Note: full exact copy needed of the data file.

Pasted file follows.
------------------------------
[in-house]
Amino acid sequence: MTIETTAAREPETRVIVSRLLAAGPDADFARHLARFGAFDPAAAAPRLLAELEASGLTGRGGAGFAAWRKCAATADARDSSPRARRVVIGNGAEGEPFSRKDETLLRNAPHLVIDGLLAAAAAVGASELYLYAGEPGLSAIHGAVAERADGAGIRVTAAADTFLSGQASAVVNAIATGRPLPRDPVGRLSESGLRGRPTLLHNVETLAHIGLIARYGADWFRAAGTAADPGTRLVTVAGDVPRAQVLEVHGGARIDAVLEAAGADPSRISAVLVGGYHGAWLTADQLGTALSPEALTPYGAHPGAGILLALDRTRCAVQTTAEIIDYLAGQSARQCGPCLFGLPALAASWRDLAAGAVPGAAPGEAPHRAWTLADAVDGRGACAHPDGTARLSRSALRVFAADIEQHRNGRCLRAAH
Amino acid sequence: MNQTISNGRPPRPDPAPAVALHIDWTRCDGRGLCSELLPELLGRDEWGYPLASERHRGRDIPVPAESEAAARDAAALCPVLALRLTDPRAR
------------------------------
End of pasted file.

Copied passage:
[in-house]
Amino acid sequence: MTIETTAAREPETRVIVSRLLAAGPDADFARHLARFGAFDPAAAAPRLLAELEASGLTGRGGAGFAAWRKCAATADARDSSPRARRVVIGNGAEGEPFSRKDETLLRNAPHLVIDGLLAAAAAVGASELYLYAGEPGLSAIHGAVAERADGAGIRVTAAADTFLSGQASAVVNAIATGRPLPRDPVGRLSESGLRGRPTLLHNVETLAHIGLIARYGADWFRAAGTAADPGTRLVTVAGDVPRAQVLEVHGGARIDAVLEAAGADPSRISAVLVGGYHGAWLTADQLGTALSPEALTPYGAHPGAGILLALDRTRCAVQTTAEIIDYLAGQSARQCGPCLFGLPALAASWRDLAAGAVPGAAPGEAPHRAWTLADAVDGRGACAHPDGTARLSRSALRVFAADIEQHRNGRCLRAAH
Amino acid sequence: MNQTISNGRPPRPDPAPAVALHIDWTRCDGRGLCSELLPELLGRDEWGYPLASERHRGRDIPVPAESEAAARDAAALCPVLALRLTDPRAR